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Coming Back to Life

Coming back to life is an architecture movie, a cinematic narrative loaded with emotional content and dramatic sceneries.

The movie revolves around an architect’s obsession with Burj El Murr, the tower of bitterness, a soaring monument and an old legacy of war, in the heart of Beirut.

On a stormy evening in Beirut, our mystery man enters his gloomy apartment, littered with the telltale signs of his obsession, to be surprised by an emerging structure suspended on the walls of the tower, silhouetted against the fiery red ball of the setting Blood Moon.

Suddenly, the disbelief is interrupted by a noise that appears to come out of the TVs, and the frame blackouts out when it gets closer to the window.

Directly we are transported inside an opening of the Burj El Murr, to ascend the body of the concrete brute, passing through the Void and the Green Space, where trees start to grow inside, encapsulating the concrete, eating away its lifelessness and giving the tower a heartbeat.

At the peak, between the wispy clouds, lies a dark room: the Memorial. You can spot a ray of light emerging through the crack in the ceiling, enlightening the names of the martyrs on the rusty wall. The rain floods the concrete mushroom, the water drops racing on its surface to the floor and forming a pond under its umbrella.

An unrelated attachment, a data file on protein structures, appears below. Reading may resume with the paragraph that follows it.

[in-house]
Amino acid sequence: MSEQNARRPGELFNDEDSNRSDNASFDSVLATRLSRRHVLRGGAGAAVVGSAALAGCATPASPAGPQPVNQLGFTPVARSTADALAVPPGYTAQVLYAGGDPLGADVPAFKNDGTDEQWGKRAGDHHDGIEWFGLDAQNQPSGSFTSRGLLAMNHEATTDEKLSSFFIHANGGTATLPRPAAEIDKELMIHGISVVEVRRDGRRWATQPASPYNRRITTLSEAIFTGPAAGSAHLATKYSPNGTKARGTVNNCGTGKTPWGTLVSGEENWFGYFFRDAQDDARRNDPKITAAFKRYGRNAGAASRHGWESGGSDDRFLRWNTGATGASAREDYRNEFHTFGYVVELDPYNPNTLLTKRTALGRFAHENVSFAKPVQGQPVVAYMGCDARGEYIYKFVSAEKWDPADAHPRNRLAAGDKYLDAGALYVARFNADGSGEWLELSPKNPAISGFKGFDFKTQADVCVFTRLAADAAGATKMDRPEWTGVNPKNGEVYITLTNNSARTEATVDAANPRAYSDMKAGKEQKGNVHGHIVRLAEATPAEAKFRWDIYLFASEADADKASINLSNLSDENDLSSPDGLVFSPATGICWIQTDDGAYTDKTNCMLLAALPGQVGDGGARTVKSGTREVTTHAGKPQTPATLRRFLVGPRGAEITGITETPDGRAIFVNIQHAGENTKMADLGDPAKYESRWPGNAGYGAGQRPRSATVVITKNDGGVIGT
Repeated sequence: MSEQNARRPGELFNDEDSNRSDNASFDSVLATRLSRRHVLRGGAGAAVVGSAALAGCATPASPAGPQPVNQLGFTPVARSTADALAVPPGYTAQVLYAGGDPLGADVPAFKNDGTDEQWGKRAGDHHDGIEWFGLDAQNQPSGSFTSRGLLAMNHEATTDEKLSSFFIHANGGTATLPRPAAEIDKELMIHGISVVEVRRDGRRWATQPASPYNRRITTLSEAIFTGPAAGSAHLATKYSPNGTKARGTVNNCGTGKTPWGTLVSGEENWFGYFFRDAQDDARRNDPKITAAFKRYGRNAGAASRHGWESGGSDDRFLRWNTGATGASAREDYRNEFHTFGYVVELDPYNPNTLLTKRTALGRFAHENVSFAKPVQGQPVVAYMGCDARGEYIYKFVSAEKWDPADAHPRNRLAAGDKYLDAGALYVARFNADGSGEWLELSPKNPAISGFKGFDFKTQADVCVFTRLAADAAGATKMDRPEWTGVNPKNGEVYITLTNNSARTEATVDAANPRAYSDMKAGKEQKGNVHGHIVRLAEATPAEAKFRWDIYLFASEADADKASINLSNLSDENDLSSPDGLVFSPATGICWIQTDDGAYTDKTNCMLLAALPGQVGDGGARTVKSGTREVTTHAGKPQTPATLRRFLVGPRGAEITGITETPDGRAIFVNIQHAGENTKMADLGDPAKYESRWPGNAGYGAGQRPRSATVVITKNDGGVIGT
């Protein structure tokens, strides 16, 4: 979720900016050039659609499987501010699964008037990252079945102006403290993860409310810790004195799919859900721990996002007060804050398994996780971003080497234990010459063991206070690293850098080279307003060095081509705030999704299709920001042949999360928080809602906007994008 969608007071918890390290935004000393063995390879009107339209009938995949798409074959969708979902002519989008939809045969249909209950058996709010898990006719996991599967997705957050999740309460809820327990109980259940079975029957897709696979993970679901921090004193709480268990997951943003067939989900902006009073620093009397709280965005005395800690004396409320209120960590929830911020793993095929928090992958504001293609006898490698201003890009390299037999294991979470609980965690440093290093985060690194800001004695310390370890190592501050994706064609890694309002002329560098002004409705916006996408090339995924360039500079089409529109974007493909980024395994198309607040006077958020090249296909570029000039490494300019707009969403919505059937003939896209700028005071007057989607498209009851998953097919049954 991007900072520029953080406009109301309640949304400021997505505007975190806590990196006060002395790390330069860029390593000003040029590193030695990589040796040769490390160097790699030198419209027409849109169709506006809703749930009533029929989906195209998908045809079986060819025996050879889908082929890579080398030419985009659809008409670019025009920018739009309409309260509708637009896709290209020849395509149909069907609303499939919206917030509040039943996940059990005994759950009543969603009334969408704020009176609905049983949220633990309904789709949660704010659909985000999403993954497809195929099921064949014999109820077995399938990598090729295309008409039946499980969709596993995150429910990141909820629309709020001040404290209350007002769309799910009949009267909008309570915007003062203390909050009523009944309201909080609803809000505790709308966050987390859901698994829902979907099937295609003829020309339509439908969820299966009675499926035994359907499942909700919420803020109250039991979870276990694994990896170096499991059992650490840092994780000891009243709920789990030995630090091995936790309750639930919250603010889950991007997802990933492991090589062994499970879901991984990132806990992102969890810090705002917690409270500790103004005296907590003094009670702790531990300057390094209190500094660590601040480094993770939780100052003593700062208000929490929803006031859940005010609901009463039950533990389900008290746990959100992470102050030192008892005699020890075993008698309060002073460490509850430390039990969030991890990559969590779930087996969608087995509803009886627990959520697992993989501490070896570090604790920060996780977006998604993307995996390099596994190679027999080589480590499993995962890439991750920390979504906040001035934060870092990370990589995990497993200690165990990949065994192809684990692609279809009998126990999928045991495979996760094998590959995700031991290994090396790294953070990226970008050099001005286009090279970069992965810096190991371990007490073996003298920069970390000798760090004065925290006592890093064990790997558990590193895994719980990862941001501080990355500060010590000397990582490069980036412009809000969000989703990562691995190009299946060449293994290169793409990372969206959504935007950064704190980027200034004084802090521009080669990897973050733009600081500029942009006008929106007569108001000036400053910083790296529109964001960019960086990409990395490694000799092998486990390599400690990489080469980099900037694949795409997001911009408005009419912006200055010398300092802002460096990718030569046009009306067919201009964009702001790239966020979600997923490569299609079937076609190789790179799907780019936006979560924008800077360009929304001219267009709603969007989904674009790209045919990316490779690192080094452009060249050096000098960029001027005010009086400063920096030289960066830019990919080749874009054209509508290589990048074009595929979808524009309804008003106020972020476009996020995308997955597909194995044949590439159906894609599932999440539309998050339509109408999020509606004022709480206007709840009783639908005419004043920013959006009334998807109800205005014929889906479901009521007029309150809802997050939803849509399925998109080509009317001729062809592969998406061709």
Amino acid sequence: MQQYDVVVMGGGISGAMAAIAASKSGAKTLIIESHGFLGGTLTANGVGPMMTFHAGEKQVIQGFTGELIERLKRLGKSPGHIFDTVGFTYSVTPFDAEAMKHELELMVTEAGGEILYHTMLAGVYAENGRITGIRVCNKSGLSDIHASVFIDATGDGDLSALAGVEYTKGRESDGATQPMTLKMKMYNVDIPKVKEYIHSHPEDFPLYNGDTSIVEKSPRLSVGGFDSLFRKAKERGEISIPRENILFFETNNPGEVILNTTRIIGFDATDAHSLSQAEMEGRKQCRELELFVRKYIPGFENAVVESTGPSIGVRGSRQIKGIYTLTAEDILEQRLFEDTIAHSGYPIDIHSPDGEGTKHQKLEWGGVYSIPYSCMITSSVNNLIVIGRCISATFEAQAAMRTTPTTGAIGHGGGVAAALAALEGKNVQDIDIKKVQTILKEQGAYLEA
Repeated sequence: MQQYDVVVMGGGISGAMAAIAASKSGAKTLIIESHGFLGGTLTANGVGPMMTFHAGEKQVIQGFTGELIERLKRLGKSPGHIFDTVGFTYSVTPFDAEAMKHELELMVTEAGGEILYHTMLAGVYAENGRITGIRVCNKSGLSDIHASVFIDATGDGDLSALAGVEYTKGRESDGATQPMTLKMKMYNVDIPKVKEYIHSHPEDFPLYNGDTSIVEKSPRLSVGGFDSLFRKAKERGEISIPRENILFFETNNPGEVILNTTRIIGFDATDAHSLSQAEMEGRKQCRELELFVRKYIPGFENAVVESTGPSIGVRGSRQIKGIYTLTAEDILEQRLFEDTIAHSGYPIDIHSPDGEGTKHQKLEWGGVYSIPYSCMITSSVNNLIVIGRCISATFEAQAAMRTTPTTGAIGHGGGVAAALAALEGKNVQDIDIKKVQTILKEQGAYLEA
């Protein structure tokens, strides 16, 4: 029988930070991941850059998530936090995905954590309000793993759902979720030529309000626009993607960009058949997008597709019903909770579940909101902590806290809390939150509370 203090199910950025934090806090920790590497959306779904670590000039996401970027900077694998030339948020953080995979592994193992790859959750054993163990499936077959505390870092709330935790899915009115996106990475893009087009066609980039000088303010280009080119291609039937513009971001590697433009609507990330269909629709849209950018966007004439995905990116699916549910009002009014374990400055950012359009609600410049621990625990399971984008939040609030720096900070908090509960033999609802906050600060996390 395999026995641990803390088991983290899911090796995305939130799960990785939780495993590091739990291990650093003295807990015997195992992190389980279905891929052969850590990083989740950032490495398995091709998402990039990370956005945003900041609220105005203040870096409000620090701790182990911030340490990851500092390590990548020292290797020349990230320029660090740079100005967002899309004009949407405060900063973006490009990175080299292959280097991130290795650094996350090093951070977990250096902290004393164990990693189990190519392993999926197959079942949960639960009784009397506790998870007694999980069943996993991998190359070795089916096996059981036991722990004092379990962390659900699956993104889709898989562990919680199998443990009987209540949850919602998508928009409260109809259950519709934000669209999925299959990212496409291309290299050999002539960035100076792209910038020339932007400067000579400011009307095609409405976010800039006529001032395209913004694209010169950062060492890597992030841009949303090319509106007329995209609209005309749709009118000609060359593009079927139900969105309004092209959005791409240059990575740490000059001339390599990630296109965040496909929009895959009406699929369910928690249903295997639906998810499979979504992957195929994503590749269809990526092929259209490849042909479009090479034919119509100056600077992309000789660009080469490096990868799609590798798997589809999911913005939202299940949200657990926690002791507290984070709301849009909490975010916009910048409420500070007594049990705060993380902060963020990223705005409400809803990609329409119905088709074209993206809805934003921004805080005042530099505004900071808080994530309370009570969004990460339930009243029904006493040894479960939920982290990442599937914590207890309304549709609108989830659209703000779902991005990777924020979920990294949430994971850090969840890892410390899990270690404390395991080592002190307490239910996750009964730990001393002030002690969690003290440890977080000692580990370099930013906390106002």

Next, the scene falls into the Reception, capturing a large room with dozens of hanging light bulbs that slowly light up to reveal a wall covered with jagged shards of mirrored glass. On an old desk lies a newspaper announcing the rebirth of the tower and written in the dust on the screen of an outdated computer are the words: “Coming back to life.” It is noticed that the tower was haunted long ago until the day it came back to life. Watching closely, one may catch the shadow of a human figure, a phantom caretaker bidding goodbye to the building now that his work is done.

We are then driven outside, to discover the monument, elevated from the ground, held aloft by tree trunks. Our architect’s car arrives at the scene while the structure is completing its growth.

Finally, the story ends on a shot of the tower in its new skin, standing tall in the midst of all the disturbing chaos of the capital.

  • Jean Paul El Hachem
  • Jean Paul El Hachem
  • Jean Paul El Hachem
  • Project Type:
    Animation, Short
  • Runtime:
    4 minutes 40 seconds
  • Completion Date:
    May 15, 2019
  • Production Budget:
    250 USD
  • Country of Origin:
  • Country of Filming:
  • Language:
    Arabic, English
  • Shooting Format:
  • Aspect Ratio:
  • Film Color:
  • First-time Filmmaker:
  • Student Project:
Director Biography - Jean Paul El Hachem

Jean-Paul El Hachem is an Architect and Visual artist based in Lebanon. After receiving his Masters in Architecture, Jean-Paul pursued his passion for Graphic Arts, studying Advanced Architecture Visualization and Postproduction at the State of Art Academy, Venice. in 2014, he founded JPAG Atelier, a Lebanese based group of creative minds, architects and artists operating within the fields of architecture and visual arts. His expertise in the Digital Art scene granted him a spot at the Lebanese American University - LAU, teaching ArchViz courses at the School of Architecture and Design, Byblos. His work has been featured and reviewed by International media and newspapers, like Archdaily, DesignBoom and The National.

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